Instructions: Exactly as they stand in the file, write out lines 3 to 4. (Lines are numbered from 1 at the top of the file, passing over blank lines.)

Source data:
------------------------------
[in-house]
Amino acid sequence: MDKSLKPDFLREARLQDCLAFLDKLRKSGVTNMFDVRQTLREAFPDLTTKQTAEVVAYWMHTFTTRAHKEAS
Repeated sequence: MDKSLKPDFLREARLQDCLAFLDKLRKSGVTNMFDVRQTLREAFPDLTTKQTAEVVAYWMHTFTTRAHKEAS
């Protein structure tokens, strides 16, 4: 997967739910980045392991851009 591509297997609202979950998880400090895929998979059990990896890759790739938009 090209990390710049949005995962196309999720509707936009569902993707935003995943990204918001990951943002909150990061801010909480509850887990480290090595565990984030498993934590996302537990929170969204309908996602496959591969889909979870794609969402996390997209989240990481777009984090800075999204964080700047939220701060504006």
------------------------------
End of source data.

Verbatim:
Repeated sequence: MDKSLKPDFLREARLQDCLAFLDKLRKSGVTNMFDVRQTLREAFPDLTTKQTAEVVAYWMHTFTTRAHKEAS
């Protein structure tokens, strides 16, 4: 997967739910980045392991851009 591509297997609202979950998880400090895929998979059990990896890759790739938009 090209990390710049949005995962196309999720509707936009569902993707935003995943990204918001990951943002909150990061801010909480509850887990480290090595565990984030498993934590996302537990929170969204309908996602496959591969889909979870794609969402996390997209989240990481777009984090800075999204964080700047939220701060504006």